Posted by Karen Thrasher
Posted by Bart Thrasher
If you’re in the market to buy a house (or about to begin), you’re likely to be engaging in a crash course in home styles. Do you go Craftsman, which, according to Houseplans.com, continue to be among the most popular style of home sold in the third quarter of 2014? Or go Traditional, which is more popular in the Northeast, Midwest and Mountain region. Meanwhile, the Southwest seems to favor Ranch-styles.
Why, though, are Craftsman homes so popular? “The Craftsman is all about a boxy nature and reviving beautiful decorative art. It’s well-designed, well-crafted,” Marika Snider, of Snider Architecture, and a member of the American Institute of Architects‘ Custom Residential Architects Network, told The Huffington Post.
But let’s back up a second. What do all of these home style terms mean exactly? How do you tell a Modern home from a Southern home, for instance? Or a European from a Mediterranean? Luckily, Snider broke it all down for us so you’ll never have to wonder again.
1 Craftsman style
Posted by Karen Thraher
Here's the current 'pie-in-the-sky-plan'. Split the container up with storage on the end and then convert the back half to a small backyard-bar lounge complete with bar stools, counter, and deck. Kind of fun to imagine all the parties and dinners we could host. We're going to need more friends, and most definitely a more determined approach to back yard maintenance!
Posted by Bart Thrasher
Source: Jackie Craven for ThoughtCo.com
The style of the American home has evolved over hundreds of years dating back to the Cape Cod and Colonial styles seen in the 1600's to the new traditional style of the present McMansion. These styles have been impacted through the years by geography, building practices and materials, regional environments, as well as personal and cultural influence.
Below are just a handful of styles often seen in our area of North Texas. What is your favorite?
Well, it's been quite some time since I've written on this blog--a year and a half. What have I been doing? I guess 2016 was a busy time and 2017 hasn't been much different. I've kept my head down and tried to stay active. Thrasher Works has been consulting with other architects while also cultivating new client relationships. There have been some exciting projects which I hope to share in the near future.
My obsession of the 'small house' continues. I can only hope it's becoming a bit more refined. Taking influence from the neighborhood we live--an historic area full of bungalows and prairie style homes--I'm trying to reimagine the small cottage home with a contemporary flare. And why do subtle when bold, clean lines can create a real dialogue?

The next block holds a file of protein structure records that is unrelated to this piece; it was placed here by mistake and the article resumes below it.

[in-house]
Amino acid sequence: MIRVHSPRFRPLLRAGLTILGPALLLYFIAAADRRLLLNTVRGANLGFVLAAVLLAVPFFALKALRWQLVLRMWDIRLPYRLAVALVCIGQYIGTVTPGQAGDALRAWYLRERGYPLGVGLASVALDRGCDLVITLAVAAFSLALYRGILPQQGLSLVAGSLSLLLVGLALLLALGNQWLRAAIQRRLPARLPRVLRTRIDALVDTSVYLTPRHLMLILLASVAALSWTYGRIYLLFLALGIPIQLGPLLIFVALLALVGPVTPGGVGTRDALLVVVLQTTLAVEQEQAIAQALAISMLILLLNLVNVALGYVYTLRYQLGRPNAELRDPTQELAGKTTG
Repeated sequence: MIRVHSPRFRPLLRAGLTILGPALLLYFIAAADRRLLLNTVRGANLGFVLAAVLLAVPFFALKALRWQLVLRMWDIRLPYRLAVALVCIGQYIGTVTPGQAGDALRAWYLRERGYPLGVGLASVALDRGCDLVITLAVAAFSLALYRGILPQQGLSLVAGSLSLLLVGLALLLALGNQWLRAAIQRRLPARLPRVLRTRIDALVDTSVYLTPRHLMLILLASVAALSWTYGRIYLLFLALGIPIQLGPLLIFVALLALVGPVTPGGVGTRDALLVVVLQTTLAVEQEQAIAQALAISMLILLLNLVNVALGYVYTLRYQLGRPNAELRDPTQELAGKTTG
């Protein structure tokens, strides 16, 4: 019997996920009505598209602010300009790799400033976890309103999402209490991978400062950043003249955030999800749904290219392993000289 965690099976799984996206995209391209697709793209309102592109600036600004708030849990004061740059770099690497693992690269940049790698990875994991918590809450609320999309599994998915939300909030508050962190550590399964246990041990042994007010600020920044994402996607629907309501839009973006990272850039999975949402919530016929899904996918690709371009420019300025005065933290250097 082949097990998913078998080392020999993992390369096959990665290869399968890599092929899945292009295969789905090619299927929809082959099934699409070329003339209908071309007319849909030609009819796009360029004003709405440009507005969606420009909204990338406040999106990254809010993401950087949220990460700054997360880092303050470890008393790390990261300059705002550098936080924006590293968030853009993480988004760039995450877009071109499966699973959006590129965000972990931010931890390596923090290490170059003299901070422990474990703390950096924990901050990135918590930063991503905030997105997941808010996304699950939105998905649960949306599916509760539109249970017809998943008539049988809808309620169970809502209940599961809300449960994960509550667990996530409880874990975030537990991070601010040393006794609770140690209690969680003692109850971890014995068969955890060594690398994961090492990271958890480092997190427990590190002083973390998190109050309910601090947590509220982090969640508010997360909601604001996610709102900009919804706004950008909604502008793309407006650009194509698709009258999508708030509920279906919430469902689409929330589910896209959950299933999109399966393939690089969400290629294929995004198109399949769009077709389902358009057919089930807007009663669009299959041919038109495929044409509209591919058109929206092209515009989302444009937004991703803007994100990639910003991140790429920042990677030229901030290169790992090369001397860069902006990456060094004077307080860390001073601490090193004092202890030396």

These images are one of a few concept sketches Bart and I developed for a client who needed a little 'eye candy' for a planning and zoning presentation.
The idea was to organize the core building utilizing classic facade rules while invoking the bungalow style. Intersecting the building is the modern touch. It intersects the interior circulation to both organize the space and bring in light.
More development is needed, of course. Baby steps. Stay with me. Plans, elevations, sections, and materials to come.
I have been fortunate these past 6+ months to work on a wide variety of project types--both commercial and residential. As I look back on recent blog posts, I realize the only thing I've shared is from the residential project type. Oh Well! Though it's not my professional forte, I've been blessed with working with a great range of folks which have given me great opportunity to design and imagine.
Here is the latest. While still in the very infantile stage of design, I share with you the most recent design of the home renovation/addition which includes a new master suite, total kitchen renovation, formal dining room, and a 2-story office/guest quarters addition. Excuse my SketchUp skills please...I think I at least get the point across, no? Fill this up with luscious landscaping and a proper cocktail? Sign me up, please.
Thrasher Works recently had the opportunity to put our design chops to the test for a local development: The Villas, a small group of custom built homes located on the hill overlooking the historic Belmont Hotel and skyline of downtown Dallas.
I was brought in to assist in the tweaking of a design which had been presented to the design review board. It is a three story, 2-unit condo set on two lots. Unfortunately, while all the usual components of a contemporary design were present, the facade couldn't mask the fact that it was an awkwardly proportioned box which was out of scale to the neighborhood and severely lacking in a coherent facade organization.
After a few attempts to save the design, we all came to the same conclusion: one must start from scratch. Of course, I won't show you where we started from, but what do you think of how it turned out?